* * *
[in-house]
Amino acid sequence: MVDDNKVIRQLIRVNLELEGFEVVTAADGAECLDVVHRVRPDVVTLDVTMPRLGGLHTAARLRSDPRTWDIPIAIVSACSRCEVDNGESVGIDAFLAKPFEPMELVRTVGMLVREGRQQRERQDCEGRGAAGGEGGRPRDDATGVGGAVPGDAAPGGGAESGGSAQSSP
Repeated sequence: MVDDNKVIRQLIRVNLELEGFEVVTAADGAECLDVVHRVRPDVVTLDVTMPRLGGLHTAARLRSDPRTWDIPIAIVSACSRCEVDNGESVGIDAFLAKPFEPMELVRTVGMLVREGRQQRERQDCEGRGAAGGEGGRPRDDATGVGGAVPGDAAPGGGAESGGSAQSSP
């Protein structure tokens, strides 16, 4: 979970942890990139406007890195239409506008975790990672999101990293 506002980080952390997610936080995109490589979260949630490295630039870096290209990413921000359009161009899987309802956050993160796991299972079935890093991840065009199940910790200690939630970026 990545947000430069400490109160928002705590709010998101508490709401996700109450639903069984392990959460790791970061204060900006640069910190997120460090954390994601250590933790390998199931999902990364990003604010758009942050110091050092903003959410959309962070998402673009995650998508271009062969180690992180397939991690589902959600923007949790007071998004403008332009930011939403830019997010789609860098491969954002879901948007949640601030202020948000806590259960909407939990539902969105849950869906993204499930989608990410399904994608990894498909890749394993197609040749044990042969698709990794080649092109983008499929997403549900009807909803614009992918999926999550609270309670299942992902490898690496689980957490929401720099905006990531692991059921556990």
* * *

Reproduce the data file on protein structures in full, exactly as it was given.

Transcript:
[in-house]
Amino acid sequence: MVDDNKVIRQLIRVNLELEGFEVVTAADGAECLDVVHRVRPDVVTLDVTMPRLGGLHTAARLRSDPRTWDIPIAIVSACSRCEVDNGESVGIDAFLAKPFEPMELVRTVGMLVREGRQQRERQDCEGRGAAGGEGGRPRDDATGVGGAVPGDAAPGGGAESGGSAQSSP
Repeated sequence: MVDDNKVIRQLIRVNLELEGFEVVTAADGAECLDVVHRVRPDVVTLDVTMPRLGGLHTAARLRSDPRTWDIPIAIVSACSRCEVDNGESVGIDAFLAKPFEPMELVRTVGMLVREGRQQRERQDCEGRGAAGGEGGRPRDDATGVGGAVPGDAAPGGGAESGGSAQSSP
């Protein structure tokens, strides 16, 4: 979970942890990139406007890195239409506008975790990672999101990293 506002980080952390997610936080995109490589979260949630490295630039870096290209990413921000359009161009899987309802956050993160796991299972079935890093991840065009199940910790200690939630970026 990545947000430069400490109160928002705590709010998101508490709401996700109450639903069984392990959460790791970061204060900006640069910190997120460090954390994601250590933790390998199931999902990364990003604010758009942050110091050092903003959410959309962070998402673009995650998508271009062969180690992180397939991690589902959600923007949790007071998004403008332009930011939403830019997010789609860098491969954002879901948007949640601030202020948000806590259960909407939990539902969105849950869906993204499930989608990410399904994608990894498909890749394993197609040749044990042969698709990794080649092109983008499929997403549900009807909803614009992918999926999550609270309670299942992902490898690496689980957490929401720099905006990531692991059921556990």